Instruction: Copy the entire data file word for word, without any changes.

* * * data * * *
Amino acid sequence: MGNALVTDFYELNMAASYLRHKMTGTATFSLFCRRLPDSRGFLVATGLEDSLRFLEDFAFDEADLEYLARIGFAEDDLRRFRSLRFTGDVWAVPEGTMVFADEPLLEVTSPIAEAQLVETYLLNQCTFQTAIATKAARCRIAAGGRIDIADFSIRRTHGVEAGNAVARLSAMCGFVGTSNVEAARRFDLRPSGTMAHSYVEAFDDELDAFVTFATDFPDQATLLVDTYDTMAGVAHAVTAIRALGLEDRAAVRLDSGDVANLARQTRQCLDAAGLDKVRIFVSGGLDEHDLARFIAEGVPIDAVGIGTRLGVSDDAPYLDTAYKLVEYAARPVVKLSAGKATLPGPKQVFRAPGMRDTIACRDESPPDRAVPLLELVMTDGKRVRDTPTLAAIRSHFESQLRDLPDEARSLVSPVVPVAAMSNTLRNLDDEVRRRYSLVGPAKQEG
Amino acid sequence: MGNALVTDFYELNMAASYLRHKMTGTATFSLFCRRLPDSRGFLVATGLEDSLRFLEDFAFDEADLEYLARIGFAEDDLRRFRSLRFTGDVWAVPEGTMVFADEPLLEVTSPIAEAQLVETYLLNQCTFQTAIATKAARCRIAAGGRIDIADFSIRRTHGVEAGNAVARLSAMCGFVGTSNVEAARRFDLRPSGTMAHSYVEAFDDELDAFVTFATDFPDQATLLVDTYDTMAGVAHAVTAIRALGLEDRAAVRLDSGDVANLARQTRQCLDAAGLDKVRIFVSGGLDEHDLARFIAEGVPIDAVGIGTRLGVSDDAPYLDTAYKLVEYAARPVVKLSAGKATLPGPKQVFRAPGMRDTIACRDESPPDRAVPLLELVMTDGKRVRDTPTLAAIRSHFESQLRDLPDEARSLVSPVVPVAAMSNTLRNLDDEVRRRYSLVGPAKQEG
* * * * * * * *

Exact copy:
Amino acid sequence: MGNALVTDFYELNMAASYLRHKMTGTATFSLFCRRLPDSRGFLVATGLEDSLRFLEDFAFDEADLEYLARIGFAEDDLRRFRSLRFTGDVWAVPEGTMVFADEPLLEVTSPIAEAQLVETYLLNQCTFQTAIATKAARCRIAAGGRIDIADFSIRRTHGVEAGNAVARLSAMCGFVGTSNVEAARRFDLRPSGTMAHSYVEAFDDELDAFVTFATDFPDQATLLVDTYDTMAGVAHAVTAIRALGLEDRAAVRLDSGDVANLARQTRQCLDAAGLDKVRIFVSGGLDEHDLARFIAEGVPIDAVGIGTRLGVSDDAPYLDTAYKLVEYAARPVVKLSAGKATLPGPKQVFRAPGMRDTIACRDESPPDRAVPLLELVMTDGKRVRDTPTLAAIRSHFESQLRDLPDEARSLVSPVVPVAAMSNTLRNLDDEVRRRYSLVGPAKQEG
Amino acid sequence: MGNALVTDFYELNMAASYLRHKMTGTATFSLFCRRLPDSRGFLVATGLEDSLRFLEDFAFDEADLEYLARIGFAEDDLRRFRSLRFTGDVWAVPEGTMVFADEPLLEVTSPIAEAQLVETYLLNQCTFQTAIATKAARCRIAAGGRIDIADFSIRRTHGVEAGNAVARLSAMCGFVGTSNVEAARRFDLRPSGTMAHSYVEAFDDELDAFVTFATDFPDQATLLVDTYDTMAGVAHAVTAIRALGLEDRAAVRLDSGDVANLARQTRQCLDAAGLDKVRIFVSGGLDEHDLARFIAEGVPIDAVGIGTRLGVSDDAPYLDTAYKLVEYAARPVVKLSAGKATLPGPKQVFRAPGMRDTIACRDESPPDRAVPLLELVMTDGKRVRDTPTLAAIRSHFESQLRDLPDEARSLVSPVVPVAAMSNTLRNLDDEVRRRYSLVGPAKQEG